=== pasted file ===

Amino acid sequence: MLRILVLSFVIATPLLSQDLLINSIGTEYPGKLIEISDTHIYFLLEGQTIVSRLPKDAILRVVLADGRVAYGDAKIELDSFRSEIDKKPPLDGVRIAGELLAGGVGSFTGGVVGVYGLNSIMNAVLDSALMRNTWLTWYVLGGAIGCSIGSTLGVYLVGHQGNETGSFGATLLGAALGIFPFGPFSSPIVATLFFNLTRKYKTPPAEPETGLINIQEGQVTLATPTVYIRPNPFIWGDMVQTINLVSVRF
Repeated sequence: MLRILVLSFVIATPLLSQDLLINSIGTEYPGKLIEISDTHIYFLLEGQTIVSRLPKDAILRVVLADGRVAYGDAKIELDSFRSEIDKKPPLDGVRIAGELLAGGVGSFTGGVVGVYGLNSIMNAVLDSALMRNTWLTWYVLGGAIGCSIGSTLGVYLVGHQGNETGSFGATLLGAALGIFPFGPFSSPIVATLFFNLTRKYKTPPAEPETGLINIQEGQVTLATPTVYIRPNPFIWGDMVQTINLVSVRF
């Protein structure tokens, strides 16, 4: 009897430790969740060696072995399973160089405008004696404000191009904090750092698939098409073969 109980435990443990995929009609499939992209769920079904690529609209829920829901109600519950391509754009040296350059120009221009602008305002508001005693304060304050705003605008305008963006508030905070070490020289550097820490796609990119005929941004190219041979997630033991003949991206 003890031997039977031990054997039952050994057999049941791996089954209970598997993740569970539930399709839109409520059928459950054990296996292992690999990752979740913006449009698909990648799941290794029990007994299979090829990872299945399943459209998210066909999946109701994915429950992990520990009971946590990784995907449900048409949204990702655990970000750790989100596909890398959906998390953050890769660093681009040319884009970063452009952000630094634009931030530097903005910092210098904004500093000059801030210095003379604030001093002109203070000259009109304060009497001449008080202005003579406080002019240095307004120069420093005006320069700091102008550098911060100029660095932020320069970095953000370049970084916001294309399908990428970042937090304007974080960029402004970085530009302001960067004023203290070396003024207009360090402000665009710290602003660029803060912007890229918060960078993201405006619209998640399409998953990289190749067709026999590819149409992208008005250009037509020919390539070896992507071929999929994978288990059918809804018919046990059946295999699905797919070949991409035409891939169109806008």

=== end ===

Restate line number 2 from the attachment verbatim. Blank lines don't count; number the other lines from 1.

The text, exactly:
Repeated sequence: MLRILVLSFVIATPLLSQDLLINSIGTEYPGKLIEISDTHIYFLLEGQTIVSRLPKDAILRVVLADGRVAYGDAKIELDSFRSEIDKKPPLDGVRIAGELLAGGVGSFTGGVVGVYGLNSIMNAVLDSALMRNTWLTWYVLGGAIGCSIGSTLGVYLVGHQGNETGSFGATLLGAALGIFPFGPFSSPIVATLFFNLTRKYKTPPAEPETGLINIQEGQVTLATPTVYIRPNPFIWGDMVQTINLVSVRF